In Conceptual Physics students are introduced to sound, light, electricity, magnetism, and the mechanics of solids and fluids. Students will work in teams conducting numerous hands-on investigations to learn Physics concepts and they will be introduced to the Engineering design process to apply these concepts. The course will be team taught by Dr.Kozel and Dr. Rudnicki.
Our policy for textbook homework is designed to promote a particular kind of learning experience in which you take provided information and make decisions about which facts help you answer which questions. For this reason it is important that you work independently, and do your very best to find and choose the information you need.
When answering questions from out text, Conceptual Physics, the following guidelines apply:
1. Every answer must be attempted, and must be answered independently.
2. Most of the questions refer back to specific material in the text, and in fact the section from which the question originates is the heading for that question. Your answer should reflect that you checked the appropriate section before answering, and used appropriate information.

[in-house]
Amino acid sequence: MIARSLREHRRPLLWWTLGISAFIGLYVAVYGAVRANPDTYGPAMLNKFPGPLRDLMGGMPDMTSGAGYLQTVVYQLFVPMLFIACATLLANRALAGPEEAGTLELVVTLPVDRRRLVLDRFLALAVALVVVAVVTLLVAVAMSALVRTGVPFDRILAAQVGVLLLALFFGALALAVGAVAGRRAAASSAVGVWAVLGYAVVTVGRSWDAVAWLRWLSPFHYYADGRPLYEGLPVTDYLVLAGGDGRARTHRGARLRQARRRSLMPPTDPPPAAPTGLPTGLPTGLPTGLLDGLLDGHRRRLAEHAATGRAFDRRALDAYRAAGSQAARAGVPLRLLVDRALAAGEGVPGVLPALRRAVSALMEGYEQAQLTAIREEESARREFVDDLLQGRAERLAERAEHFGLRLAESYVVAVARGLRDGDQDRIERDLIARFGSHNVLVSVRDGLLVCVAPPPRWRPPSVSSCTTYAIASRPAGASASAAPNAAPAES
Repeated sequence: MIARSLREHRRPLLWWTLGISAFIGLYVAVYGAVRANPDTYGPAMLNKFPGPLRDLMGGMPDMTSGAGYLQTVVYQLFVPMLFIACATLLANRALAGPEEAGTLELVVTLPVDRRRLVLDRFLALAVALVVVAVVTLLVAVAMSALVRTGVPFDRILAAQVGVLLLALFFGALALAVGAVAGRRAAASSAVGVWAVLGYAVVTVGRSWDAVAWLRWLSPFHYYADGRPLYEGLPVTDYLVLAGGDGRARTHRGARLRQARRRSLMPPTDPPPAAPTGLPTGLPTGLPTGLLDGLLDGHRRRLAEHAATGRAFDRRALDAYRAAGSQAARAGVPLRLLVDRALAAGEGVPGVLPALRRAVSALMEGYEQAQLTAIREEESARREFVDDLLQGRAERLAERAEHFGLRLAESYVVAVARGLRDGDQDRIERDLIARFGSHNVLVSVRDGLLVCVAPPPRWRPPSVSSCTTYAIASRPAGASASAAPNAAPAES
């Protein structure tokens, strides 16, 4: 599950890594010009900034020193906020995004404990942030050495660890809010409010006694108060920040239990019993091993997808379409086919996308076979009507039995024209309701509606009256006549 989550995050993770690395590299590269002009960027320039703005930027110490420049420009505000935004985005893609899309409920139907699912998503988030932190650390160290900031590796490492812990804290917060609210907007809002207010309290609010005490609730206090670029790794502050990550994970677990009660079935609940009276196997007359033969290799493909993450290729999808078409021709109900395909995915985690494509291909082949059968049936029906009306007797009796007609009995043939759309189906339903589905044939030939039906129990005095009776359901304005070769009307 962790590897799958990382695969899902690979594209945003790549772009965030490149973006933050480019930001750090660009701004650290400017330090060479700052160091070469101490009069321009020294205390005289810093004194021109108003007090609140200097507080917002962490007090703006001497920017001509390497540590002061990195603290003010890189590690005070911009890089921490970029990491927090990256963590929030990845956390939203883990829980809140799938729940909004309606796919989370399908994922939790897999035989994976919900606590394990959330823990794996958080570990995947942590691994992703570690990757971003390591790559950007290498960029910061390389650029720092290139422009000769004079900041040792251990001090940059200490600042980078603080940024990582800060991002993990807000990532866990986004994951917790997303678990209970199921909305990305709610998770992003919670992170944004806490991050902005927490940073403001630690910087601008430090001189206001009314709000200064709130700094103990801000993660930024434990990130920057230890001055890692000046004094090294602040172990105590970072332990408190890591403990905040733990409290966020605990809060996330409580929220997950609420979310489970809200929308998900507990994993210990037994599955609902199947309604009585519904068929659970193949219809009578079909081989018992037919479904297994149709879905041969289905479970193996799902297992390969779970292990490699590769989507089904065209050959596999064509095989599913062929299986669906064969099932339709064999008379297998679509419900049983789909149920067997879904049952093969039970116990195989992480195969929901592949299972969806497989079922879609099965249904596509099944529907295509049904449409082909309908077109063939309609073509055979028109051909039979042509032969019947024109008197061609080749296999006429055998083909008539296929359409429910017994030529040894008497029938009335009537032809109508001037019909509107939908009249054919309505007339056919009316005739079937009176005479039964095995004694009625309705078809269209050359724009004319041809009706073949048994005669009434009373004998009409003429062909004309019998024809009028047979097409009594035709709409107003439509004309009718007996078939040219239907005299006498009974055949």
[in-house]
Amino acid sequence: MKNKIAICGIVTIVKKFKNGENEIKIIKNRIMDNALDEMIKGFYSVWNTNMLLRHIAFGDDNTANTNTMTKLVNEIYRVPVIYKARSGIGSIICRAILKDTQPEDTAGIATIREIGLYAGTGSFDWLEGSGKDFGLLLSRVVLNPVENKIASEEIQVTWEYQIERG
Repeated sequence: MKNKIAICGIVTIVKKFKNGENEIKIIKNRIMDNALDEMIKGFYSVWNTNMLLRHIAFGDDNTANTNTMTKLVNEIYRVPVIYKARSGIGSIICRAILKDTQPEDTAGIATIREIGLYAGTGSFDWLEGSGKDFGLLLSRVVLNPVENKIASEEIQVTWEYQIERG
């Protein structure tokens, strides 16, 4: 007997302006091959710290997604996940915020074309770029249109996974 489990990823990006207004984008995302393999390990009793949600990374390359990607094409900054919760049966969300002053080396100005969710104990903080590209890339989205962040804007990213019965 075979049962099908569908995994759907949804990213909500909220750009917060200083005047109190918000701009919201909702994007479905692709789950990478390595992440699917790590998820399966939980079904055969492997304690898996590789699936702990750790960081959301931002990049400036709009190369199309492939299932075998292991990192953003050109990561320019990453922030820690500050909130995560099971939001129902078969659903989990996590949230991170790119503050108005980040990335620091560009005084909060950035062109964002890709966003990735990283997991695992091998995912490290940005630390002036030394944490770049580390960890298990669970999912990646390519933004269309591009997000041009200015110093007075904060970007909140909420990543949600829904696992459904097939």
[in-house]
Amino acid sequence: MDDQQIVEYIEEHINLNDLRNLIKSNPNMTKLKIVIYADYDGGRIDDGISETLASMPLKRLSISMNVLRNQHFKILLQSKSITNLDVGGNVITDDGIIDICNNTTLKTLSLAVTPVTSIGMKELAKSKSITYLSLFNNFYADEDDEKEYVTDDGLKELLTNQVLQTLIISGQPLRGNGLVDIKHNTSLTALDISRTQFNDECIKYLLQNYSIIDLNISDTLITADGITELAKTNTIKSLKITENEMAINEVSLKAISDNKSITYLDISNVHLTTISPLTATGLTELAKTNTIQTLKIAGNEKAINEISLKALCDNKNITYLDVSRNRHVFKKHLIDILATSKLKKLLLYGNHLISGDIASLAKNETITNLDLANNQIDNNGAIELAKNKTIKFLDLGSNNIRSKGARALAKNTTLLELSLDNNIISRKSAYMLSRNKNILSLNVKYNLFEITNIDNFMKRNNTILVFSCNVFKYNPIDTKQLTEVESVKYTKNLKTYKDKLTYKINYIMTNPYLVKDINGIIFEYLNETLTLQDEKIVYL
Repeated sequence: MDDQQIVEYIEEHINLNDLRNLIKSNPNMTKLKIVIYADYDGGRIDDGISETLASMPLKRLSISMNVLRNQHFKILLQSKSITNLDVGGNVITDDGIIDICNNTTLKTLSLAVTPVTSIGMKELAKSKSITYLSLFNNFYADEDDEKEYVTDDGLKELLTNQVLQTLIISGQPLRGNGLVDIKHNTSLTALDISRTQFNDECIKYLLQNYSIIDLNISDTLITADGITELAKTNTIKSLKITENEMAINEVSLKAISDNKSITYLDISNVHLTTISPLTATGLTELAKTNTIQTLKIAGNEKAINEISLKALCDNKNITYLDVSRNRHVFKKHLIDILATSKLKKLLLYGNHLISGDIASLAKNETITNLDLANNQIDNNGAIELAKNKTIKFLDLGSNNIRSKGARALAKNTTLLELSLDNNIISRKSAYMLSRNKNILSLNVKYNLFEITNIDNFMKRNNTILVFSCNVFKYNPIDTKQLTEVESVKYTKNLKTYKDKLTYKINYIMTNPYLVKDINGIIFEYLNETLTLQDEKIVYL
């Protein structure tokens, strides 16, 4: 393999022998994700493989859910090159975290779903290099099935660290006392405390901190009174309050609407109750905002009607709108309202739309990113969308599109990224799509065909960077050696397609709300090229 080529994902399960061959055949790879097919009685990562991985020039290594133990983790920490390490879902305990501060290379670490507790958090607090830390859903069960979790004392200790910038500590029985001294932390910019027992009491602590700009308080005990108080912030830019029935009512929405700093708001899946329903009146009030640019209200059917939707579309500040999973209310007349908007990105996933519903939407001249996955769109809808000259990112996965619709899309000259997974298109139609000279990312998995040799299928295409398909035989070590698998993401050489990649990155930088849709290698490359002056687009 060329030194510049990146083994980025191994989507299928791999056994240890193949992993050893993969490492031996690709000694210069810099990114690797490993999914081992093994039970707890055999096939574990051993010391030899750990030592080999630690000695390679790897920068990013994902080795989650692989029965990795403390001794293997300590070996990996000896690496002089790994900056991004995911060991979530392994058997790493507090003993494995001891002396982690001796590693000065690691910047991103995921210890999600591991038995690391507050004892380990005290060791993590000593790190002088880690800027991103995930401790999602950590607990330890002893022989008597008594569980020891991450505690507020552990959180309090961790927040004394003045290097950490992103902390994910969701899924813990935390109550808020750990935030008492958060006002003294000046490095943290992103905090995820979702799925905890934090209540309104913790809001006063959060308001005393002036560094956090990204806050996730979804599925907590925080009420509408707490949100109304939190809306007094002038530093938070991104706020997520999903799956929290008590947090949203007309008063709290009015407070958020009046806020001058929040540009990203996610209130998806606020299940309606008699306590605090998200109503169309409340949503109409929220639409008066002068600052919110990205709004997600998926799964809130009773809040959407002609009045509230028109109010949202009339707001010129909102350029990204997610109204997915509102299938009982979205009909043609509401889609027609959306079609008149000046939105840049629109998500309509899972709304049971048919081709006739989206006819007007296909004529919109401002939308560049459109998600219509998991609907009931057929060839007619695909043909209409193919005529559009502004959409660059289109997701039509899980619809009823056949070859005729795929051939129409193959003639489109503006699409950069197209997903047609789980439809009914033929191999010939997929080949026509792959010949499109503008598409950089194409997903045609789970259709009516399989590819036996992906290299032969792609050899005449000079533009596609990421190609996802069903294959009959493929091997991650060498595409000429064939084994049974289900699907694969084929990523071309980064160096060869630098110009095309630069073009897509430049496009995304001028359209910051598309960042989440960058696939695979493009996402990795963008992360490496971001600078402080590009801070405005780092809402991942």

3. Any question that involves a mathematical relationship, such as proportions or other formulas or equations, should be answered in terms of that equation, using the appropriate symbols.
4. Questions that ask you to solve for an unknown should follow the GUESS method:
G: What is the given?
U: What is the unkown?
E: What equation(s) will you need?
S: Solve for the unknown, which is isolated on the left side of equation
S: Substitute given values into the equation(s) and calculate.
5. If you are uncertain about the way you answered a question, note the page you were referencing in your book, and briefly describe as best you can what is causing you confusion.
Following these guidelines will help you develop the skills you will need throughout the rest of your student career to get the most value out of your homework efforts.
These guidelines will also be used by Dr. Rudnicki and Dr. Kozel when grading/scoring your homework.